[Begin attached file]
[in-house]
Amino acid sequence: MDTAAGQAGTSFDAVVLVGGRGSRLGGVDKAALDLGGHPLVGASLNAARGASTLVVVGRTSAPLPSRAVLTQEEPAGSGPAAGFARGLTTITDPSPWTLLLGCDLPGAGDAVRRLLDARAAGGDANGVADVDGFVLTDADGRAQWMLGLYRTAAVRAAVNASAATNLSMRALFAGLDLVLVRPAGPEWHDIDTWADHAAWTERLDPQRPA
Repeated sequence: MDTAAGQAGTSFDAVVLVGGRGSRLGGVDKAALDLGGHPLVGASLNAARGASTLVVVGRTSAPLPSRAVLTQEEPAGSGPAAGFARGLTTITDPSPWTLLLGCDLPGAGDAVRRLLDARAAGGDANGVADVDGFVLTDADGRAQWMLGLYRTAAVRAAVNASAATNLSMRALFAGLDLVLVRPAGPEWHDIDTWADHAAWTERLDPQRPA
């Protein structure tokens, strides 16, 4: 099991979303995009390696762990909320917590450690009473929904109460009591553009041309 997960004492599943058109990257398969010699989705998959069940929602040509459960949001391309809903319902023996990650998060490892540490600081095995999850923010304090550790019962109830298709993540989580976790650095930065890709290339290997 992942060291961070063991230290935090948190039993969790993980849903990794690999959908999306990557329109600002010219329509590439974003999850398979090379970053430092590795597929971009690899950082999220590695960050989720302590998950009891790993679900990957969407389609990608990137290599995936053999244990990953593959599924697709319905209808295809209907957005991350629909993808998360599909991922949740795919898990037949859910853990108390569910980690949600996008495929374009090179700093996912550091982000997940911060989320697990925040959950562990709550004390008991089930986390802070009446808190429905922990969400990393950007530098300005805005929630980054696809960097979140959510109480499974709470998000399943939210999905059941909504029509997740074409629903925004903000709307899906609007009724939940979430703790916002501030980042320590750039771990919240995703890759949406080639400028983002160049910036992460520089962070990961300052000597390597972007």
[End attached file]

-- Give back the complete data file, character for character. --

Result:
[in-house]
Amino acid sequence: MDTAAGQAGTSFDAVVLVGGRGSRLGGVDKAALDLGGHPLVGASLNAARGASTLVVVGRTSAPLPSRAVLTQEEPAGSGPAAGFARGLTTITDPSPWTLLLGCDLPGAGDAVRRLLDARAAGGDANGVADVDGFVLTDADGRAQWMLGLYRTAAVRAAVNASAATNLSMRALFAGLDLVLVRPAGPEWHDIDTWADHAAWTERLDPQRPA
Repeated sequence: MDTAAGQAGTSFDAVVLVGGRGSRLGGVDKAALDLGGHPLVGASLNAARGASTLVVVGRTSAPLPSRAVLTQEEPAGSGPAAGFARGLTTITDPSPWTLLLGCDLPGAGDAVRRLLDARAAGGDANGVADVDGFVLTDADGRAQWMLGLYRTAAVRAAVNASAATNLSMRALFAGLDLVLVRPAGPEWHDIDTWADHAAWTERLDPQRPA
């Protein structure tokens, strides 16, 4: 099991979303995009390696762990909320917590450690009473929904109460009591553009041309 997960004492599943058109990257398969010699989705998959069940929602040509459960949001391309809903319902023996990650998060490892540490600081095995999850923010304090550790019962109830298709993540989580976790650095930065890709290339290997 992942060291961070063991230290935090948190039993969790993980849903990794690999959908999306990557329109600002010219329509590439974003999850398979090379970053430092590795597929971009690899950082999220590695960050989720302590998950009891790993679900990957969407389609990608990137290599995936053999244990990953593959599924697709319905209808295809209907957005991350629909993808998360599909991922949740795919898990037949859910853990108390569910980690949600996008495929374009090179700093996912550091982000997940911060989320697990925040959950562990709550004390008991089930986390802070009446808190429905922990969400990393950007530098300005805005929630980054696809960097979140959510109480499974709470998000399943939210999905059941909504029509997740074409629903925004903000709307899906609007009724939940979430703790916002501030980042320590750039771990919240995703890759949406080639400028983002160049910036992460520089962070990961300052000597390597972007």